June 30, 2005

Woolly Aphids

Every year since I planted my beech hedge, woolly aphids (the white things on the leaf) have been sucking the sap out of it:

They don't do the plants a lot of good. On full grown trees there's sometimes so many aphids that their excreta falls off (honeydew) staining whatever happens to be underneath. The excreta is often eaten by a black mould.

Now chemical warfare against aphids is a fool's game. You spray, the aphids die. But so do the predators of the aphids (how would you fare on poisoned food?). So as there's nothing eating the aphids, as soon as the spraying stops their numbers explode. The chemical companies have you hooked

The alternative is ecological management. The main predator of aphids in my garden is the ladybird:

Unfortunately all but a tiny proportion die off in the winter, so there's not many to eat the woolly aphids the next spring.

The solution:

Supposedly the ladybirds overwinter in the box, ready to feast on the first woolly aphids that emerge.

Well I'm glad to say since installing the box, woolly aphid numbers on my hedge have reduced enormously. There may be a factor totally unconnected to my ladybird box at play, only time will tell.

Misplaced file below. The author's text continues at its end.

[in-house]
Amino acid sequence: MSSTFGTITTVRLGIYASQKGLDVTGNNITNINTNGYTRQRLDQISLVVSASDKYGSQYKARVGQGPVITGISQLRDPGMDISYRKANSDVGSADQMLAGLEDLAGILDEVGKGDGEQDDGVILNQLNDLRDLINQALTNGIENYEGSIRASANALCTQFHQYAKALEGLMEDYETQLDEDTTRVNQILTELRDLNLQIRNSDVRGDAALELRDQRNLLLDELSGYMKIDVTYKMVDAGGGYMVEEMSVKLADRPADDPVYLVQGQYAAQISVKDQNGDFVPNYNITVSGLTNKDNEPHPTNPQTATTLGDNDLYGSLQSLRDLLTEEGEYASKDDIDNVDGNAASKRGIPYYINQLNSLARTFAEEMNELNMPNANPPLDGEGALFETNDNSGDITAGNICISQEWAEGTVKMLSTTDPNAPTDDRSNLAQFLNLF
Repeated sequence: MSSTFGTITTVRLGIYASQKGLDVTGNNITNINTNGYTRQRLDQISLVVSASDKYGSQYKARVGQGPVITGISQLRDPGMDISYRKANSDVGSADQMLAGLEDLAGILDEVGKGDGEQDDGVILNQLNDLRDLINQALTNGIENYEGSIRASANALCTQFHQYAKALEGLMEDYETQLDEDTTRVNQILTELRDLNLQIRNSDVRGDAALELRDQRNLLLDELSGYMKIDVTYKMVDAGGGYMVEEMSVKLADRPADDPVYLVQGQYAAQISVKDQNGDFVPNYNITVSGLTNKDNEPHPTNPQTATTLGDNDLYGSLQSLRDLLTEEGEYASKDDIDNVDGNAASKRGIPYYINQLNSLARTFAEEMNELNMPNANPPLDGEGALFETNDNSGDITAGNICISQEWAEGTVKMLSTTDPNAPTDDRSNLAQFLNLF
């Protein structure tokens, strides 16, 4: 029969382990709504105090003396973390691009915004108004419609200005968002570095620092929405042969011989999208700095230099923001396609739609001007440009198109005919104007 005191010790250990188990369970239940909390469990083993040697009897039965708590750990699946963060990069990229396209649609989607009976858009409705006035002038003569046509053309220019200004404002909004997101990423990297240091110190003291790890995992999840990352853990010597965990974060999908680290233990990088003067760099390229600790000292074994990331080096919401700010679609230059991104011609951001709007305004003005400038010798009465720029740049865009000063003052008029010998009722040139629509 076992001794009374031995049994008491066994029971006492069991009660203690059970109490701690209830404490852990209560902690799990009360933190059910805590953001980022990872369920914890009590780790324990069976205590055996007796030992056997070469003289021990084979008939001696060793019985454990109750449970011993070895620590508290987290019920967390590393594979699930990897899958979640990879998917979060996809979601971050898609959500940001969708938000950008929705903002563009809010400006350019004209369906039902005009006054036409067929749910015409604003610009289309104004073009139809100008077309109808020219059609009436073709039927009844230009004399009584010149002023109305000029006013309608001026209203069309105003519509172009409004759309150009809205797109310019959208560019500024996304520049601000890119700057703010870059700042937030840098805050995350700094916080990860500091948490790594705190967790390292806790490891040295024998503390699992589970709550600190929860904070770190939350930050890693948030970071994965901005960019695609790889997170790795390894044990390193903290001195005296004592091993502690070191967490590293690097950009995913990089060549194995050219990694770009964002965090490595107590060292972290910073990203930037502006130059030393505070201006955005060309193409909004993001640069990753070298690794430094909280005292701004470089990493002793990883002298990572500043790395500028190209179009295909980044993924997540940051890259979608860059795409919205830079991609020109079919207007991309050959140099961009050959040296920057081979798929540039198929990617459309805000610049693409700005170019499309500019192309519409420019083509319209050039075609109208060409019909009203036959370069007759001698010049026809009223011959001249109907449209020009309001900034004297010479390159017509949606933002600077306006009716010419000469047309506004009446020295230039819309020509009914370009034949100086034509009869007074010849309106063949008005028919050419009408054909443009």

Loads of woolly aphids

- 6 comments by 1 or more people Not publicly viewable

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  1. Where do you get the box from?

    07 Jun 2005, 10:12

  2. Sorry, found it on the greengardener.co.uk site….

    07 Jun 2005, 10:14

  3. Actually I got the idea from Green Gardener – but the box from Ryton Organic Gardens

    07 Jun 2005, 11:21

  4. I've got one now. Apparently they should start populating it next spring. Thanks for the idea.

    PS: We had a lovely meal at Ryton as well.

    19 Jul 2005, 17:40

  5. martin hesketh

    Sorry but that isnt woolly aphid,that is beech aphid which is more like a green fly

    16 Oct 2006, 20:02

  6. The amount I know about insects can be written on the back of a postage stamp.

    Green Gardener uses the term “Beech Woolly Aphid”.

    Isn’t the woolly protection used by some aphids (such as those which feed on beech and apple trees) considered significant in the insect’s taxonomy?

    17 Oct 2006, 10:11

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